Russia adopts long-term climate strategy, rejects U.S. criticism


Russian President Vladimir Putin attends ASEAN summit via a video link at his residence outside Moscow, Russia October 28, 2021. Sputnik/Evgeniy Paulin/Kremlin via REUTERS

MOSCOW, Nov 1 (Reuters) – Russia approved a long-term government climate strategy on Monday targeting carbon neutrality by 2060 and rejected U.S. allegations it was not doing enough on climate change as the COP26 conference began.

President Vladimir Putin, the leader of the world’s no. 4 greenhouse gas emitter, plans to deliver a recorded message at the Glasgow talks, which he is not attending, and will not be able to speak live, the Kremlin’s spokesman said.

Putin’s absence, as well as that of Chinese President Xi Jinping, has been seen as a blow to the prospects of a breakthrough at the talks. The Russian leader spoke by video link at Sunday’s G20 talks focusing on climate change. read more

A 2050 deadline to halt net carbon emissions is widely cited as necessary to prevent the most extreme global warming; Russia and China have both committed to a 2060 target instead.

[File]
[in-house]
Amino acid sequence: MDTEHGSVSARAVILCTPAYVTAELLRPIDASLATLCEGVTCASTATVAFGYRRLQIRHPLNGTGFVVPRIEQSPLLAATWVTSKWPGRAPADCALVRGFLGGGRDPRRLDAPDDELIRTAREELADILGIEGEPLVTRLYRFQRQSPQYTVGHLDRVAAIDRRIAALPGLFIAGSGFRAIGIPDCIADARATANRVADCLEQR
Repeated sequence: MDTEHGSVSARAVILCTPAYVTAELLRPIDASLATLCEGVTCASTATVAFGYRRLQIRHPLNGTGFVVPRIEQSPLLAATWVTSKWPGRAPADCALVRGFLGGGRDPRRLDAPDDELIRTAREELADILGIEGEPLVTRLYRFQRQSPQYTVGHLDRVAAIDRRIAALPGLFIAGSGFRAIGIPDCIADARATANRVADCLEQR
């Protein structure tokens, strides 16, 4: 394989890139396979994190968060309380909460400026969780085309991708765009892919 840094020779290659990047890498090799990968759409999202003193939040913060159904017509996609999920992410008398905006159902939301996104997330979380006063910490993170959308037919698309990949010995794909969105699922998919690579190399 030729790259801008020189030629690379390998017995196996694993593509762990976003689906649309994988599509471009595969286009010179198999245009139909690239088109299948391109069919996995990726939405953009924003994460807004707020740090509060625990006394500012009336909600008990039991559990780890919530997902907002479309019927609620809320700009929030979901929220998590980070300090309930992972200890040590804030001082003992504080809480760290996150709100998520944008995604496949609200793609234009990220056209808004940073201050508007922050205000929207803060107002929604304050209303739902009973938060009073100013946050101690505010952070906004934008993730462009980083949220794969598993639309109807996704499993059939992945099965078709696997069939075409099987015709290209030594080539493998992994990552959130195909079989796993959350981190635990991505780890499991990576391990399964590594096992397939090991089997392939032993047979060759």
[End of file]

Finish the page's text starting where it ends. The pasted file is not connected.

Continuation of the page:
After the G20 talks, U.S. President Joe Biden criticised Russia and China for not bringing proposals to the table, criticism that Kremlin spokesman Dmitry Peskov rejected on Monday during a conference call. read more

“Russia as a country is making enormous efforts and will continue to do so systematically to reduce the anthropogenic burden on the climate, but this is a process that requires adequate measures on the part of all states,” he said.

He said a live Putin video conference at Glasgow would not be feasible. “Still, a conference on forestry and land use management will be held in Glasgow … and the president has already recorded an address to the participants of that conference,” he said.

The government announced it had approved a 2050 strategy to reduce carbon emissions that envisages Russia reducing its net greenhouse gas emissions to 80% of 1990 levels and 60% of 2019 levels in 2050 in a main scenario.

That main “intensive” scenario, the document said, would put Russia on course to reach carbon neutrality no later than 2060, the target announced by Putin earlier this year.

Russia will start implementing green projects next year including ones aimed at carbon capture, Prime Minister Mikhail Mishustin told a government meeting, referring to a technology that is still at a very early stage.

Reporting by Dmitry Antonov, Olesya Astakhova and Darya Korsunskaya; Writing by Olzhas Auyezov and Tom Balmforth; editing by Philippa Fletcher

Our Standards: The Thomson Reuters Trust Principles.



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